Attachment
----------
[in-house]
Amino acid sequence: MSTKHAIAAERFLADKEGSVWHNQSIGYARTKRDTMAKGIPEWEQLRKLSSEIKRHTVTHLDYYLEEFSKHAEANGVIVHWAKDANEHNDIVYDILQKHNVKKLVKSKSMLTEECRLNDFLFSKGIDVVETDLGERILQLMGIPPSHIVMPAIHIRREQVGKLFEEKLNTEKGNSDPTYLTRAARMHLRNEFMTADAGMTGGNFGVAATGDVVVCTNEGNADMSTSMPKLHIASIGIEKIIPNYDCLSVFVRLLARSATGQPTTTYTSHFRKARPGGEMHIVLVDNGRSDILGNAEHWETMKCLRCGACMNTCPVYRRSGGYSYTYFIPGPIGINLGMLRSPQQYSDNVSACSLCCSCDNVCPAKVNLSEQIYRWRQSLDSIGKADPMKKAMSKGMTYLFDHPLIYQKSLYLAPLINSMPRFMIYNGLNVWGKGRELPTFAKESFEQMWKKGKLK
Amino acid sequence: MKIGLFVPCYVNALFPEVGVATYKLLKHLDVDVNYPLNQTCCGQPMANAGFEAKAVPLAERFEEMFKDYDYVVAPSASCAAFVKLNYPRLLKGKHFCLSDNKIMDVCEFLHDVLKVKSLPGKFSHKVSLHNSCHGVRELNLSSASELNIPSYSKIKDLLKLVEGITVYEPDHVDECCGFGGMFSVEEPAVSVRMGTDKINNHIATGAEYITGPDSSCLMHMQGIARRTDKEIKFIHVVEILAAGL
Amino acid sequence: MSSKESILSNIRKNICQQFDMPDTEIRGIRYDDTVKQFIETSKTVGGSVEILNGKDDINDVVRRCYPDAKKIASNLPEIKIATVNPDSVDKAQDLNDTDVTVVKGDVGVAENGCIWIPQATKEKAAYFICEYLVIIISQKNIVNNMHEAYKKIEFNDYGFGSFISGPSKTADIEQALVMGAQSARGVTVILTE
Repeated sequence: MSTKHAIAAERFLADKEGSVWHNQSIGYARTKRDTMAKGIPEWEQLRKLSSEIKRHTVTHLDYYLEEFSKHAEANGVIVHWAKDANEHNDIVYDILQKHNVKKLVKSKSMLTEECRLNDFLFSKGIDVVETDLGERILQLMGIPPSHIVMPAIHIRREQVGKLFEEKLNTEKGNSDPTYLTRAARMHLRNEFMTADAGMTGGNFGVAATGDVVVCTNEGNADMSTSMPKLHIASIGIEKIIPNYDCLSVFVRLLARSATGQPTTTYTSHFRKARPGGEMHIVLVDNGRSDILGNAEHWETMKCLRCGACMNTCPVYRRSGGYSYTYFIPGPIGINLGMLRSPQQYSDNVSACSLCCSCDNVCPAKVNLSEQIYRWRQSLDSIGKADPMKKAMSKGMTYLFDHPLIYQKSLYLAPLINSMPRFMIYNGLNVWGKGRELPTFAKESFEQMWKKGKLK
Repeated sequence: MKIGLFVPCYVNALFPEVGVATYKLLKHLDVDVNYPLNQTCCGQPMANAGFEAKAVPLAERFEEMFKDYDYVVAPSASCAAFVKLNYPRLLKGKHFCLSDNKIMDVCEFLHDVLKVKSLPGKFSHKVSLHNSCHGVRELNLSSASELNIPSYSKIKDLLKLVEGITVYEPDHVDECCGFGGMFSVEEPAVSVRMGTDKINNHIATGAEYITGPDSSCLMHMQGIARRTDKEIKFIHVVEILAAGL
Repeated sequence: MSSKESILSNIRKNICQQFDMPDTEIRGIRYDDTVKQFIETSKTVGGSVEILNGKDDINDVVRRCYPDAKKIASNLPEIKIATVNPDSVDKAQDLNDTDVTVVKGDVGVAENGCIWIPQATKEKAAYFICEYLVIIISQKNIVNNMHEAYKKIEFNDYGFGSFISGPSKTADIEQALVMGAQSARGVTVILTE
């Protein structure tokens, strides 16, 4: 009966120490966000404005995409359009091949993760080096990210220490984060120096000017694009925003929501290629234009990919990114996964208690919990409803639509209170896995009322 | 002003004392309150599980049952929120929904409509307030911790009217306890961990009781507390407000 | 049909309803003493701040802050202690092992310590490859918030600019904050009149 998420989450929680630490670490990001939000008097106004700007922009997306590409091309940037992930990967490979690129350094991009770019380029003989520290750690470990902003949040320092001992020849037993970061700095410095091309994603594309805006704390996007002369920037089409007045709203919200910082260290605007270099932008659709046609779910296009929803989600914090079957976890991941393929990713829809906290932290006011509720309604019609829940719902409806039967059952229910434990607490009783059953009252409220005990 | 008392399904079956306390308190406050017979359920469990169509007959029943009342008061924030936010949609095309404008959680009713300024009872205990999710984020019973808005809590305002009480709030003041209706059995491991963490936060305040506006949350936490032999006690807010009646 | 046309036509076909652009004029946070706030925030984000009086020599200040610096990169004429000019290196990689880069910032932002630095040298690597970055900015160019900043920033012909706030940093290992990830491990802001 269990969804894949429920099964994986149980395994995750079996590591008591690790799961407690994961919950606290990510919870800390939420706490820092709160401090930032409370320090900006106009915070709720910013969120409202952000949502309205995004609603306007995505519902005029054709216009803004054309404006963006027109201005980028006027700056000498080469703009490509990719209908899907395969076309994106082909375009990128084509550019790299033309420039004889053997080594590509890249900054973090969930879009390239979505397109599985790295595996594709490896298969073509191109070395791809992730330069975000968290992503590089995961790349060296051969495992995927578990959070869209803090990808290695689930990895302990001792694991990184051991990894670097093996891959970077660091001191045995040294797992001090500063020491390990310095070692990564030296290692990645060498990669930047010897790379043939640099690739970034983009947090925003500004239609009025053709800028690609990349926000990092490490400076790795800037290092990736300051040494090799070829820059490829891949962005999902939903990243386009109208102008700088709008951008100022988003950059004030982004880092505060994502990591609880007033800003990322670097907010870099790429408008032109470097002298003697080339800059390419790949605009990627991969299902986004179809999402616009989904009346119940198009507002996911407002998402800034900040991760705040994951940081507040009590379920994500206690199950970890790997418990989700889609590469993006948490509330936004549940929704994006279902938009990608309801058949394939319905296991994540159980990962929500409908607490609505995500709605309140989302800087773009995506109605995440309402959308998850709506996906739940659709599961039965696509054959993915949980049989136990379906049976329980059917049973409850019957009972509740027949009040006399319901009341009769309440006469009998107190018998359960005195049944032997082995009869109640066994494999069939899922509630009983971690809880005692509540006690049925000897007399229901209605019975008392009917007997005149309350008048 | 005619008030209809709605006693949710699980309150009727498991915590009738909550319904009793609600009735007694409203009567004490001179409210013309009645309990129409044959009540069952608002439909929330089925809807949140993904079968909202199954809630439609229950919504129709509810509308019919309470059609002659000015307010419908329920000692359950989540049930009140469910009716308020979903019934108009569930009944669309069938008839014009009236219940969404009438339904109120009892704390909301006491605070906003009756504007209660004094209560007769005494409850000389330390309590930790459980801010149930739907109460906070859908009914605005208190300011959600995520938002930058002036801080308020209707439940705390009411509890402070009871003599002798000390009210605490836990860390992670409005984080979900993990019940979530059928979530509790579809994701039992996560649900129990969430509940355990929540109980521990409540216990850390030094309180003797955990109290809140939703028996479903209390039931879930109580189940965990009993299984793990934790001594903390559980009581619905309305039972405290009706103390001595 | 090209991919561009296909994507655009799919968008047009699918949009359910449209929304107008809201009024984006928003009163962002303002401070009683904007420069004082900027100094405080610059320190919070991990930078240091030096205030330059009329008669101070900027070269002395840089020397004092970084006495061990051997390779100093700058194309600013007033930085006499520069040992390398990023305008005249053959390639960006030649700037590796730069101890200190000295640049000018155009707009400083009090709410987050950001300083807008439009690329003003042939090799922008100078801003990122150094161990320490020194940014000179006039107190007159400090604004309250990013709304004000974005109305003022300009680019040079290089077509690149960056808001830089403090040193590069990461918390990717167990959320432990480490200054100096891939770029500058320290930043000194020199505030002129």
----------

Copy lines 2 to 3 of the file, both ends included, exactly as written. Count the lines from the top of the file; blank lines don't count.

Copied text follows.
Amino acid sequence: MSTKHAIAAERFLADKEGSVWHNQSIGYARTKRDTMAKGIPEWEQLRKLSSEIKRHTVTHLDYYLEEFSKHAEANGVIVHWAKDANEHNDIVYDILQKHNVKKLVKSKSMLTEECRLNDFLFSKGIDVVETDLGERILQLMGIPPSHIVMPAIHIRREQVGKLFEEKLNTEKGNSDPTYLTRAARMHLRNEFMTADAGMTGGNFGVAATGDVVVCTNEGNADMSTSMPKLHIASIGIEKIIPNYDCLSVFVRLLARSATGQPTTTYTSHFRKARPGGEMHIVLVDNGRSDILGNAEHWETMKCLRCGACMNTCPVYRRSGGYSYTYFIPGPIGINLGMLRSPQQYSDNVSACSLCCSCDNVCPAKVNLSEQIYRWRQSLDSIGKADPMKKAMSKGMTYLFDHPLIYQKSLYLAPLINSMPRFMIYNGLNVWGKGRELPTFAKESFEQMWKKGKLK
Amino acid sequence: MKIGLFVPCYVNALFPEVGVATYKLLKHLDVDVNYPLNQTCCGQPMANAGFEAKAVPLAERFEEMFKDYDYVVAPSASCAAFVKLNYPRLLKGKHFCLSDNKIMDVCEFLHDVLKVKSLPGKFSHKVSLHNSCHGVRELNLSSASELNIPSYSKIKDLLKLVEGITVYEPDHVDECCGFGGMFSVEEPAVSVRMGTDKINNHIATGAEYITGPDSSCLMHMQGIARRTDKEIKFIHVVEILAAGL